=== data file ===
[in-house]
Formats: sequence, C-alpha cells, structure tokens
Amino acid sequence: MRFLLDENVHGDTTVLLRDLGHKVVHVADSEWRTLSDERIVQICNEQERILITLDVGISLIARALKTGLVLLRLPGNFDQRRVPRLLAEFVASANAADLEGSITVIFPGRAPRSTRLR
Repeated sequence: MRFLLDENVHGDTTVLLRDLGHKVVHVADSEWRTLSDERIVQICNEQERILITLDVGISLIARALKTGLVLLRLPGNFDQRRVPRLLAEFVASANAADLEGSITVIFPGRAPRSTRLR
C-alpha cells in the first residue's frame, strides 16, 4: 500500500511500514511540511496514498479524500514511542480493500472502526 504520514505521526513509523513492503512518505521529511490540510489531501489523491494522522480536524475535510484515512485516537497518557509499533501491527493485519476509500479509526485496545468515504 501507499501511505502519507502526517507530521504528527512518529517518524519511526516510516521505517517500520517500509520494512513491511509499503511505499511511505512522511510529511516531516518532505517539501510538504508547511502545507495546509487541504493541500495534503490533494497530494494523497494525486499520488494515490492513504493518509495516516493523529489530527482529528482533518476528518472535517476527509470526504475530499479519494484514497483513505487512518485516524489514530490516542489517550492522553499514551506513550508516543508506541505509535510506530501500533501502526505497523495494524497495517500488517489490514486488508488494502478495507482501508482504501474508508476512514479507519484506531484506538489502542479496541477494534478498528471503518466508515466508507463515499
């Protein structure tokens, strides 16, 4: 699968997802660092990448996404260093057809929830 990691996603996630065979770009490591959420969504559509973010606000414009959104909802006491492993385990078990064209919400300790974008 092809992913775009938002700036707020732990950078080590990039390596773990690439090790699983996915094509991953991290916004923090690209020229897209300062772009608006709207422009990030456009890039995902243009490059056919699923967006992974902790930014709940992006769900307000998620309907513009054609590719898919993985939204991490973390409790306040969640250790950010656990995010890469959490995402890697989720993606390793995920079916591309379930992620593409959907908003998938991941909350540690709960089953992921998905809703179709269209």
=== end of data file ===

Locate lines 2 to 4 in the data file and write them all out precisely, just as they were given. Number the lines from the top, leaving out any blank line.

Formats: sequence, C-alpha cells, structure tokens
Amino acid sequence: MRFLLDENVHGDTTVLLRDLGHKVVHVADSEWRTLSDERIVQICNEQERILITLDVGISLIARALKTGLVLLRLPGNFDQRRVPRLLAEFVASANAADLEGSITVIFPGRAPRSTRLR
Repeated sequence: MRFLLDENVHGDTTVLLRDLGHKVVHVADSEWRTLSDERIVQICNEQERILITLDVGISLIARALKTGLVLLRLPGNFDQRRVPRLLAEFVASANAADLEGSITVIFPGRAPRSTRLR